Put bees into mid-season hibernation

Global - mites TD Farm

WASHINGTON State University researchers are suggesting a mid-season hibernation can help in the fight against Varroa mites.

This after assistant entomology professor Brandon Hopkins, manager of the university’s bee programme, put 200 honey bee colonies into refrigerated storage last August at a time when bees are still active but have finished making honey for the season.

It’s also when beekeepers normally do a round of mite treatments.

Hopkins says most treatments only kill Varroa on adult bees.

“A lot of mites live in the brood, which are under a wax cap that treatments can’t touch,” he says. “Those bees hatch out and are already afflicted.”

By placing colonies in refrigerators, the queen stops laying new eggs. When the bees come out of refrigeration, there is no capped brood.

At that point, Hopkins and his team applied a Varroa treatment on the adult bees.

The initial results were overwhelmingly positive. Researchers found an average of five mites per 100 bees on the control colonies (not refrigerated) one month after the normal three-cycle mite treatment.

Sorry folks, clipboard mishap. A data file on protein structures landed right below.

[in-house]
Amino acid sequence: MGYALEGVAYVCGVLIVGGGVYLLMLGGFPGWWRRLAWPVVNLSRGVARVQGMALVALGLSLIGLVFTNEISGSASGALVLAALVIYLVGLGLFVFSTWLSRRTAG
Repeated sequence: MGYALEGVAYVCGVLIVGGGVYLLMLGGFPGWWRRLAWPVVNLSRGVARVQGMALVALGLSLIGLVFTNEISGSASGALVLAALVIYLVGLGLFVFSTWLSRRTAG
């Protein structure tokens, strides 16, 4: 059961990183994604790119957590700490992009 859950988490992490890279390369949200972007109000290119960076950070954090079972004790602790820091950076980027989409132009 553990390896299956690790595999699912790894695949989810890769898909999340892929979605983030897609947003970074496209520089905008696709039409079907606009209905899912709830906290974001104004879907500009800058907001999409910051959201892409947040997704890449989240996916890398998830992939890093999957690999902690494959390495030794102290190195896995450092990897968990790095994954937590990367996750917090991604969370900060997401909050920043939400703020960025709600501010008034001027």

The refrigerated colonies had an average of 0.2 mites per 100 bees one month after the single mite treatment.

“That’s a significant decrease,” Hopkins says. “Refrigeration is expensive, so we need to do more work to prove the cost is worth it for beekeepers, but we’re really excited so far.”

The infestation levels varied tremendously from colony to colony in the control samples. That’s because of the difficulty in treating colonies consistently over three cycles. The colonies that had the refrigeration treatment had consistent mite numbers with little variation.

After hearing about the research, beekeepers approached Hopkins about doing a similar round of refrigeration in the early spring.

“Beekeepers generally have two periods of time for mite treatments, before the bees make honey and after,” Hopkins says.

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